Women in STEM

WISE Committee Showcases STEM Careers

WISEThe Nelson Laboratories’ Women in STEM Education (WISE) committee recently participated in the San Juan County Sixth Annual Career Fair hosted by Junior Achievement of Utah. Tina May, Dani Silva, Jessi Beck, and Dayna Clarke are part of the WISE committee which is comprised of 17 women scientists and leaders at Nelson Laboratories who are committed to bringing the passion for STEM careers to youths of all ages.

Nelson Labs was one of over 30 vendors that visited Whitehorse and Monument Valley High Schools to teach children from grades 7-12 about career opportunities that are available for them after graduation.

“We love to participate in events like this and share our enthusiasm for science careers with students who wouldn’t normally have the opportunity to learn about these options,” said Tina May, co-chair of the WISE committee and senior director of laboratory operations at Nelson Laboratories.

There was a lot of traffic and interest at the Nelson Laboratories’ booth. The hands-on activities demonstrated to the kids that science can be cool, and they were able to take part in some of the testing protocols that are used in the laboratory. For instance, teaching the kids about aseptic technique for putting on surgical gloves was a big hit. Once they put on the gloves and held their hands under a special light, they were able to see how effectively they followed the procedure for gloving up. This also taught them why the technique is important for sterile environments.

“This experience was amazing as we got the chance to get to know many bright, young people who were genuinely excited to learn about our company and to have fun,” said Dayna Clarke, radiation study director at Nelson Laboratories. “We were also awestruck by the natural beauty of the formations of the Bluff and Monument Valley landscapes.”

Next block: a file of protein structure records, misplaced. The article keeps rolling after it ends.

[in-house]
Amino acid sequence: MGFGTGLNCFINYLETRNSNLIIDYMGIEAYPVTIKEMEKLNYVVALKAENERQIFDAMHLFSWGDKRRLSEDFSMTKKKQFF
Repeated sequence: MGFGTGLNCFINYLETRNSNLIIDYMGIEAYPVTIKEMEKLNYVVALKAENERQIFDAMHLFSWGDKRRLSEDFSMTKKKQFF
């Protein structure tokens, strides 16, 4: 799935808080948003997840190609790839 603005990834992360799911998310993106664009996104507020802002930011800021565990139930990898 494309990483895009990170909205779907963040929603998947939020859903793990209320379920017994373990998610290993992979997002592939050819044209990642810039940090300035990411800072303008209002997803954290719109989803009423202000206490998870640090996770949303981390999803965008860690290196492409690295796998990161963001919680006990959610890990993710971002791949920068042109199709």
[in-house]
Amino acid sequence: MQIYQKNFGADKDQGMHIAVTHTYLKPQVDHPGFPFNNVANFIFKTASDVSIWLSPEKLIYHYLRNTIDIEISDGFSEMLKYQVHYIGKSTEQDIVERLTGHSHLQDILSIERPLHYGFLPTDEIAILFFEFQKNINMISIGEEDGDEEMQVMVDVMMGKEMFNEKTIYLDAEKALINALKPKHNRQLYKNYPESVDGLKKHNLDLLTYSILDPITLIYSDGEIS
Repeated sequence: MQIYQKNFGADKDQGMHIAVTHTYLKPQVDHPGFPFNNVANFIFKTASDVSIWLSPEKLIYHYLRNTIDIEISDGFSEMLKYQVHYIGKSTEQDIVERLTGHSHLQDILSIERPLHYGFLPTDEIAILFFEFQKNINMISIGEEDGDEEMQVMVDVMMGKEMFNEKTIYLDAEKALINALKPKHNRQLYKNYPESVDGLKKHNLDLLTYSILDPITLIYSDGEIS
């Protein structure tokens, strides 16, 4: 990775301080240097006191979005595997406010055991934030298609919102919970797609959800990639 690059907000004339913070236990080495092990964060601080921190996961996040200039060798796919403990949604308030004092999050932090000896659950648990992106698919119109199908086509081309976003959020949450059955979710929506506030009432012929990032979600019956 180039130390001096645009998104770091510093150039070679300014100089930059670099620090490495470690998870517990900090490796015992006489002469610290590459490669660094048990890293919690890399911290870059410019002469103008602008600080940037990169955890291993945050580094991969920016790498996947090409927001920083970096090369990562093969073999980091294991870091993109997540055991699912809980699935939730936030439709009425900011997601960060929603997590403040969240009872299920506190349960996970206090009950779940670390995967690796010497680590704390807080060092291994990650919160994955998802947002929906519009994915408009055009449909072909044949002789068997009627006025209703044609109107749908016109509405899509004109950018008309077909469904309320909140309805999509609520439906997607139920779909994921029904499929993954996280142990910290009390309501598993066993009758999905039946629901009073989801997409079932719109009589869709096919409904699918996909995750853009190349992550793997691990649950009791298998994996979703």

Inspiring the next generation of scientists is an important mission, and the WISE committee is comprised of dedicated individuals who volunteer their time and talents to spread the word about STEM education and careers.

Challenging the Status Quo of Sterile Environments

Terra Kremer, corporate relationship manager at Nelson Laboratories, was interviewed by Foreste Peterson for her series about conversations with inspirational Utah women in business. Peterson writes for the Utah Governor’s Office of Economic Development.

What brought you to Utah?

My parents brought me here from California because they loved the seasons.

What’s been your career path? How did you get started in the life sciences industry?

I am someone who has a lot of ideas. I try to think big and innovate. That being said, I spent a lot of time figuring out what exactly I wanted to do. I went to the University of Utah and studied chemistry. While I was in school, I wasn’t able to pay my bills, so I started waiting tables, which introduced me to the wine industry.

After I graduated, I moved to California and worked at U.C. Davis to study oenology, where I got my first glimpse into chemistry in a work setting. However, I realized that working at a winery in reality wasn’t very glamorous and that line of work wasn’t for me.

I then returned to Utah to help my sick younger brother. In the meantime, I started my first job in the health sciences industry at the DNA/Peptide Synthesis lab. I was still not in love with this job so I kept exploring.  Eventually I found myself at Nelson Labs where I joined the Sales Team. Right away, I loved the culture and was passionate about my new position that integrated business and science.

Can you explain what exactly you do and how it has an impact on medicine and patient outcomes?

My job, in particular, is to design test plans for medical devices, pharma and tissues to assure sterility. At Nelson we make sure our clients’ processes are in control and repeatable. As an example, I strive to ensure that there is no bioburden – bugs – on doctors’ tools that could potentially make patients sick. In broader terms, my job is to save lives!

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